Pilot charts of course are an average. They are intended for planning a route in order to minimize the chance of bad weather or to help you get a better feel for what you may find along your intended route. They can tell you it is a really bad idea to go to the north polar ice cap in January although in reality there may be a weather window that would allow you to do this..hah!
. They are supposed to be a 7 year average meaning of course that they are not going to be completely accurate. All they can do is tell you statistically what are the better routes for you to take. The only thing that is certain will be the near real time NOAA satellite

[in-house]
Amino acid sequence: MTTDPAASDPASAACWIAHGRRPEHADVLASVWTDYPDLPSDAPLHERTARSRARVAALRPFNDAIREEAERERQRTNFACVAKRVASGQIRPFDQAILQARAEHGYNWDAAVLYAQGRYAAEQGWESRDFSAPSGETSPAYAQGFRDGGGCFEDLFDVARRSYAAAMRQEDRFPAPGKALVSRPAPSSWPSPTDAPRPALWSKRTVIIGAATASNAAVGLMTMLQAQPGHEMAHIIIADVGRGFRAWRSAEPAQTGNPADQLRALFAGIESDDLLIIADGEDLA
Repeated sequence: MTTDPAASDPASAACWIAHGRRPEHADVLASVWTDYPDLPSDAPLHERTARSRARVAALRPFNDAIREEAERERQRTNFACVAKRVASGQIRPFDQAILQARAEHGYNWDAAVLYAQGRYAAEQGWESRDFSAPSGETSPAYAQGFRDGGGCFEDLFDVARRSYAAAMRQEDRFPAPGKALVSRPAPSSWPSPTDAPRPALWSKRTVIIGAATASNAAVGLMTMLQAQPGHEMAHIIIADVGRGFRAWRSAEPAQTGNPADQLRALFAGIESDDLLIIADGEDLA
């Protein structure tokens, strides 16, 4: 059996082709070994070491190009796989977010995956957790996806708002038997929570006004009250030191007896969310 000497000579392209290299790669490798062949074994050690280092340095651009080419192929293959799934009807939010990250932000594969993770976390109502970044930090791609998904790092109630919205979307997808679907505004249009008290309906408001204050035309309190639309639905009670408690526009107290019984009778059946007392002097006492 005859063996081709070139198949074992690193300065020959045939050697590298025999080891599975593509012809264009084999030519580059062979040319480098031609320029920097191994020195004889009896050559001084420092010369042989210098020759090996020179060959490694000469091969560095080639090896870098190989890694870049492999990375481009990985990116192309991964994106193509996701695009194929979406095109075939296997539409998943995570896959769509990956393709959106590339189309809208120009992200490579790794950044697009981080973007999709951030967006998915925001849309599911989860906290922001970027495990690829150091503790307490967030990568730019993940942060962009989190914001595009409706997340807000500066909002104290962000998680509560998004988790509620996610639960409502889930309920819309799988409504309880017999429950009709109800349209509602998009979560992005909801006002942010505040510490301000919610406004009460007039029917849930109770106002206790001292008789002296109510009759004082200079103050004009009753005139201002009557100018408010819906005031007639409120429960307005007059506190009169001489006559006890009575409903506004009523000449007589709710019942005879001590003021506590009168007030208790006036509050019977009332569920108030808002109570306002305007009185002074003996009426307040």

images/pressure/wind/temperature/precipitation/swell charts and less so the NOAA predictions. That's the best you are going to get.
I would still at least have a look at a pilot chart for the month you are planning on going so you can see if it is even worth going that month because of the chance of running into some really bad weather.
Good weather planning is more about probabilities than knowing exactly what is going to happen. You only know what is going to happen after it happens.